Gone in an Instant

Robert Mapplethorpe, Untitled, 1973Photo: courtesy of the Whitney with permission from the Robert Mapplethorpe Foundation

It wasn’t supposed to be this way, but “Polaroids: Mapplethorpe,” opening this week at the Whitney, has become a memorial to the medium. Several weeks ago, the diminished Polaroid Corporation announced it will, in 2009, quit the instant-film business. Of course, it’s hard to argue with the ease of digital for the lion’s share of see-it-now picture-taking. Nevertheless, a lot of photographers are vehement about what they’re losing. “It’s the worst disaster since Hiroshima,” shouts Timothy Greenfield-Sanders, who shoots large-format Polaroid Type 809. “I just bought $5,000 worth—I’ve got it in my basement. I never shot color till the mid-eighties, when I started to work with Polaroid. It was such a beautiful film—lush color, very forgiving for skin. It was always something artists liked.” Chuck Close, who uses Polaroid’s 20-by-24-inch studio camera, loved the black-and-white tones: “It’s loaded with silver. Actually, there used to be even more, in the old films that you had to coat. It was beautiful. It’s not replaceable, and they’re leaving it like roadkill. These corporate raiders who buy a company and strip it for everything profitable—they just pick the bones.”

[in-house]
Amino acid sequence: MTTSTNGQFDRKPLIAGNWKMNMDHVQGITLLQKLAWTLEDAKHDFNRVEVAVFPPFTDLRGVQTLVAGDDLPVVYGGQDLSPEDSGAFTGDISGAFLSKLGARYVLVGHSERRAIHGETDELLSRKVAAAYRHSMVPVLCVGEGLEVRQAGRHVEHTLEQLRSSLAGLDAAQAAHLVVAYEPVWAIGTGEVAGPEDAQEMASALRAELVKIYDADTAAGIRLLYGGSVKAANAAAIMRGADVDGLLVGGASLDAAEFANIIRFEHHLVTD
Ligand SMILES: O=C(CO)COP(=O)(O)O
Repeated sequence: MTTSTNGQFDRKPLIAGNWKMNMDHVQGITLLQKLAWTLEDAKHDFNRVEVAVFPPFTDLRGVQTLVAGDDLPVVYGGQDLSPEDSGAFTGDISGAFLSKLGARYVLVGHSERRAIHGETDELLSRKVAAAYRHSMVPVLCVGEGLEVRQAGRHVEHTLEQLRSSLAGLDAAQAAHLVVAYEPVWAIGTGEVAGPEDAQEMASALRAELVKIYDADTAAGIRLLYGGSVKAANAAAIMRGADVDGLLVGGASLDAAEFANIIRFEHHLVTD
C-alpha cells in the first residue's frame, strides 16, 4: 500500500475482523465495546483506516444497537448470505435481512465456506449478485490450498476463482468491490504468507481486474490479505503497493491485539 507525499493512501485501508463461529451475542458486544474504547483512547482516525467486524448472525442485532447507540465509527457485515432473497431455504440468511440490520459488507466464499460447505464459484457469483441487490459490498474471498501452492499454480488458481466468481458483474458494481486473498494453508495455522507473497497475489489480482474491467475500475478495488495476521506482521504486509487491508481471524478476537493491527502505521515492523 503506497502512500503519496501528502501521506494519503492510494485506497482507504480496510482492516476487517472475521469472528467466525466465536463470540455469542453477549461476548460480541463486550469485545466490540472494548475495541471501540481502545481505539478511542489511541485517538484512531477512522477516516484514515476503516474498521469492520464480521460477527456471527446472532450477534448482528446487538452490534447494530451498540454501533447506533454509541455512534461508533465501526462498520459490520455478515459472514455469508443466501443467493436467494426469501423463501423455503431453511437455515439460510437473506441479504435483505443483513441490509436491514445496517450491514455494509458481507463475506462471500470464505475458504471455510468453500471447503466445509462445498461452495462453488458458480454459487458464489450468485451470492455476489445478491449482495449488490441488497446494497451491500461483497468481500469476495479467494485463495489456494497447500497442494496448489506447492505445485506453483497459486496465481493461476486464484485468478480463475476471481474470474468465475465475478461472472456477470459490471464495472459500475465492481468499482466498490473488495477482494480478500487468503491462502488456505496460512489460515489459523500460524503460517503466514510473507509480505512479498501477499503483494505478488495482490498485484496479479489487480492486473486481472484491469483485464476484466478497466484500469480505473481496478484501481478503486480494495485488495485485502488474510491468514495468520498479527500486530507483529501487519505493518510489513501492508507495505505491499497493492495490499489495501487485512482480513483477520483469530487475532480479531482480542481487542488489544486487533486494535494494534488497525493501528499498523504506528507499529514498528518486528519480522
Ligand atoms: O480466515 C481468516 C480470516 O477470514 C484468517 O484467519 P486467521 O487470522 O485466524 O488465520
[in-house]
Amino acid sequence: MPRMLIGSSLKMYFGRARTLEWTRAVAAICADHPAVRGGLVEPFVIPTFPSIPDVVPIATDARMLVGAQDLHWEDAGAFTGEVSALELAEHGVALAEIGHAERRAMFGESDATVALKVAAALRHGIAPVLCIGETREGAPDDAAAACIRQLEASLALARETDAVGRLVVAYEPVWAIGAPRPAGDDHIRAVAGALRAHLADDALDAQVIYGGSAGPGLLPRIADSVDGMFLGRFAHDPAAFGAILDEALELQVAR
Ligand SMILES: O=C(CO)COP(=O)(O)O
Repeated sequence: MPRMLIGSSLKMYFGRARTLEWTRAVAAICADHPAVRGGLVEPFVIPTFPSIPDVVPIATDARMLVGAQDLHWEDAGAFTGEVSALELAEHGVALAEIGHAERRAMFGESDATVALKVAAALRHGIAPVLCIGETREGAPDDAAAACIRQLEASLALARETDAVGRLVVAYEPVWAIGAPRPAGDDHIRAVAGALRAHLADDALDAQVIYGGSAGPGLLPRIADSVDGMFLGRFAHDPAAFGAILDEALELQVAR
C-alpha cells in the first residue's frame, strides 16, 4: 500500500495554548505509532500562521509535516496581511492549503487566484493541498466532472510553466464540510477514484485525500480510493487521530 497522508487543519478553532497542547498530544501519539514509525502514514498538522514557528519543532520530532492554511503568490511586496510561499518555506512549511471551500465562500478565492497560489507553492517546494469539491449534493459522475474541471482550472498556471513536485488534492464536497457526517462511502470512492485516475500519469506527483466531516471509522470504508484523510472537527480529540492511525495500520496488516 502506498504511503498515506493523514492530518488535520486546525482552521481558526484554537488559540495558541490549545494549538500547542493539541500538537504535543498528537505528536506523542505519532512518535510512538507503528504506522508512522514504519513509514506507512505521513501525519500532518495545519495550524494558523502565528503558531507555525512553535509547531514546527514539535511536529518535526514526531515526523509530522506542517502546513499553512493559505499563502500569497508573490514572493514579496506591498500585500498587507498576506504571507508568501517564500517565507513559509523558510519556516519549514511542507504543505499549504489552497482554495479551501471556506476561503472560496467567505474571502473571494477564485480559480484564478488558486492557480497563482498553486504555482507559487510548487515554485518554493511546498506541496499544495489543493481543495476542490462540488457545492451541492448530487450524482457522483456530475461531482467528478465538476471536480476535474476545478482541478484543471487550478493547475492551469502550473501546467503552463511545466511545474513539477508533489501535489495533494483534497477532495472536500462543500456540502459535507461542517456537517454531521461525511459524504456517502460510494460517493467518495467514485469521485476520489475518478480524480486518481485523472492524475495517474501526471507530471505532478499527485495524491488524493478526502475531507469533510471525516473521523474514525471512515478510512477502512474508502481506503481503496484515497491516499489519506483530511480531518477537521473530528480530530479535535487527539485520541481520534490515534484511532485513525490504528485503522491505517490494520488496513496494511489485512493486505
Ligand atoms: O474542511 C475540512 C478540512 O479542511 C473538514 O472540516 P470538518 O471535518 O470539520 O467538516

Mapplethorpe’s work at the Whitney is from the early seventies, when he was learning how to take pictures, and “its instant nature was incredibly important,” says show curator Sylvia Wolf. “You can see that he was learning how to expose, how to compose. He said he was too impatient to wait for a lab.” It’s also evident that he was working in the moment. Over and over, he photographed Patti Smith, his roommate at the Hotel Chelsea. “There’s a sexiness and titillation to the instant process,” says Wolf. It’s intimate.

“Now what the hell am I supposed to do?” asks John Waters, who’s shot a Polaroid of each person who’s come into his apartment since 1992—friends, interviewers, deliverymen, everyone. “Digital isn’t instant gratification, and those cameras don’t make that sexy sound.” Waters, too, is hoarding film. “What are wardrobe departments supposed to do?” he continues. “How else will they keep costume continuity shots? And has anybody thought about the poor home-porno enthusiasts? Are they supposed to now risk arrest by taking some memory disk to the drugstore to get printed? The world is a terrible place without Polaroid.”

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Gone in an Instant